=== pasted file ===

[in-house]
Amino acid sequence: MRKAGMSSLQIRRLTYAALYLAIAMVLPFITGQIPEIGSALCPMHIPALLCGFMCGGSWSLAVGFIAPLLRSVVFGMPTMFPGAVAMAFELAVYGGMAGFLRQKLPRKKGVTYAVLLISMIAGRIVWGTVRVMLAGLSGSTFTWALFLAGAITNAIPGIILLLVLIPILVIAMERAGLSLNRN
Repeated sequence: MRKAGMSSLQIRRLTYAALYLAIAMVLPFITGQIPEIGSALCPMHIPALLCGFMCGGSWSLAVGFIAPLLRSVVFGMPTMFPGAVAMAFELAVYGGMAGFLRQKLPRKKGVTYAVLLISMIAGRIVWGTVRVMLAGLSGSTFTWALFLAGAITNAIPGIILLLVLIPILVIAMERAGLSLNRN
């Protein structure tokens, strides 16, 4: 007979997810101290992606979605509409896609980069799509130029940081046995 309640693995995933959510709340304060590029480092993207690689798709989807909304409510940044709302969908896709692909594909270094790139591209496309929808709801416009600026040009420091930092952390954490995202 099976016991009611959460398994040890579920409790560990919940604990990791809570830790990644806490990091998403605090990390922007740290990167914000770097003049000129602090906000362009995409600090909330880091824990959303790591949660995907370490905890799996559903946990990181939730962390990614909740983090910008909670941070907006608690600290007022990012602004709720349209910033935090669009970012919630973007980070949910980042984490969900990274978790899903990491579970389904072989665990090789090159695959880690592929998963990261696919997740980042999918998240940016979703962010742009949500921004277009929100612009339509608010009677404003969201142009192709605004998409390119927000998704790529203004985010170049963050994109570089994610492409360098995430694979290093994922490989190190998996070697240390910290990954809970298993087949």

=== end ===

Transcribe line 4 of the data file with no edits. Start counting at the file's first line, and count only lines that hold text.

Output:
């Protein structure tokens, strides 16, 4: 007979997810101290992606979605509409896609980069799509130029940081046995 309640693995995933959510709340304060590029480092993207690689798709989807909304409510940044709302969908896709692909594909270094790139591209496309929808709801416009600026040009420091930092952390954490995202 099976016991009611959460398994040890579920409790560990919940604990990791809570830790990644806490990091998403605090990390922007740290990167914000770097003049000129602090906000362009995409600090909330880091824990959303790591949660995907370490905890799996559903946990990181939730962390990614909740983090910008909670941070907006608690600290007022990012602004709720349209910033935090669009970012919630973007980070949910980042984490969900990274978790899903990491579970389904072989665990090789090159695959880690592929998963990261696919997740980042999918998240940016979703962010742009949500921004277009929100612009339509608010009677404003969201142009192709605004998409390119927000998704790529203004985010170049963050994109570089994610492409360098995430694979290093994922490989190190998996070697240390910290990954809970298993087949």